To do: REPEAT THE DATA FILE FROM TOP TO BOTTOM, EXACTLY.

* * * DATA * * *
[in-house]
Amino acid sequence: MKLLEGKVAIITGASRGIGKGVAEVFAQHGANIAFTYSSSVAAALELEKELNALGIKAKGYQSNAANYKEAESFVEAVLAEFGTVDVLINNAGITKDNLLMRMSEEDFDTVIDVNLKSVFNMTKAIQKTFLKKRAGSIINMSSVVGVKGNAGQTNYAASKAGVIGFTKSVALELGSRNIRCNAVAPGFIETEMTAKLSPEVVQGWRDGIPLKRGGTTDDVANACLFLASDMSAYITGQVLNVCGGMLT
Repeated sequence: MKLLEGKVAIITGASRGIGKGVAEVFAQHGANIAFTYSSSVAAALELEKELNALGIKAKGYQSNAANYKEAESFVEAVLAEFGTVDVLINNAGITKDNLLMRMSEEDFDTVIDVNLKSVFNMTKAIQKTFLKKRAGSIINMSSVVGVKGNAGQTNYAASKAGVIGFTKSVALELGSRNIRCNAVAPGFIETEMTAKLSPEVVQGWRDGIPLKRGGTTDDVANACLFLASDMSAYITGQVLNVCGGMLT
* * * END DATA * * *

[in-house]
Amino acid sequence: MKLLEGKVAIITGASRGIGKGVAEVFAQHGANIAFTYSSSVAAALELEKELNALGIKAKGYQSNAANYKEAESFVEAVLAEFGTVDVLINNAGITKDNLLMRMSEEDFDTVIDVNLKSVFNMTKAIQKTFLKKRAGSIINMSSVVGVKGNAGQTNYAASKAGVIGFTKSVALELGSRNIRCNAVAPGFIETEMTAKLSPEVVQGWRDGIPLKRGGTTDDVANACLFLASDMSAYITGQVLNVCGGMLT
Repeated sequence: MKLLEGKVAIITGASRGIGKGVAEVFAQHGANIAFTYSSSVAAALELEKELNALGIKAKGYQSNAANYKEAESFVEAVLAEFGTVDVLINNAGITKDNLLMRMSEEDFDTVIDVNLKSVFNMTKAIQKTFLKKRAGSIINMSSVVGVKGNAGQTNYAASKAGVIGFTKSVALELGSRNIRCNAVAPGFIETEMTAKLSPEVVQGWRDGIPLKRGGTTDDVANACLFLASDMSAYITGQVLNVCGGMLT